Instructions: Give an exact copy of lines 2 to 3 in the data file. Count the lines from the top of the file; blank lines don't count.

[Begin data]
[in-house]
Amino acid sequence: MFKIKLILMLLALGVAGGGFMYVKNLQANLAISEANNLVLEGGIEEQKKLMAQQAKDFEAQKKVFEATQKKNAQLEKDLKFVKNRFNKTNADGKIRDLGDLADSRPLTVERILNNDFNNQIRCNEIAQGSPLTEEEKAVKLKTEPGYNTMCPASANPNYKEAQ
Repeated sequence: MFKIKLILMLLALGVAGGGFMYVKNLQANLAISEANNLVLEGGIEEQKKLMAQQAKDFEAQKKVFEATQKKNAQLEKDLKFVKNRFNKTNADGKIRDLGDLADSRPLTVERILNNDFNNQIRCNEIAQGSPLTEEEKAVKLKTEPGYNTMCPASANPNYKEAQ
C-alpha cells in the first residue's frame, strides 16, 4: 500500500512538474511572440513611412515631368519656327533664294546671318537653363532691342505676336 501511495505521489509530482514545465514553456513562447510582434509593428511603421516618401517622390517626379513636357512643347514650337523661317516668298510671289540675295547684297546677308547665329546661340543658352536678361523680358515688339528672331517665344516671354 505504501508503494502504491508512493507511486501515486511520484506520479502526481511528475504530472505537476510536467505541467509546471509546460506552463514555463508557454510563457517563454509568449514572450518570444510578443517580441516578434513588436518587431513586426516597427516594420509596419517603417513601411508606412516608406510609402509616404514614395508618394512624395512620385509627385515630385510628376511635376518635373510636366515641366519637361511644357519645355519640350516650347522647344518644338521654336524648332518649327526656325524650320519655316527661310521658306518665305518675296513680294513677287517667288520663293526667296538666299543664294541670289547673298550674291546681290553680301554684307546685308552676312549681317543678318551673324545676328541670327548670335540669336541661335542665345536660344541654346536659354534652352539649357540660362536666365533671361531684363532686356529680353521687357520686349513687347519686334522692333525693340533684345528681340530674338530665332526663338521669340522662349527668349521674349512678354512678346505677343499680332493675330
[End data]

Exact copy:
Amino acid sequence: MFKIKLILMLLALGVAGGGFMYVKNLQANLAISEANNLVLEGGIEEQKKLMAQQAKDFEAQKKVFEATQKKNAQLEKDLKFVKNRFNKTNADGKIRDLGDLADSRPLTVERILNNDFNNQIRCNEIAQGSPLTEEEKAVKLKTEPGYNTMCPASANPNYKEAQ
Repeated sequence: MFKIKLILMLLALGVAGGGFMYVKNLQANLAISEANNLVLEGGIEEQKKLMAQQAKDFEAQKKVFEATQKKNAQLEKDLKFVKNRFNKTNADGKIRDLGDLADSRPLTVERILNNDFNNQIRCNEIAQGSPLTEEEKAVKLKTEPGYNTMCPASANPNYKEAQ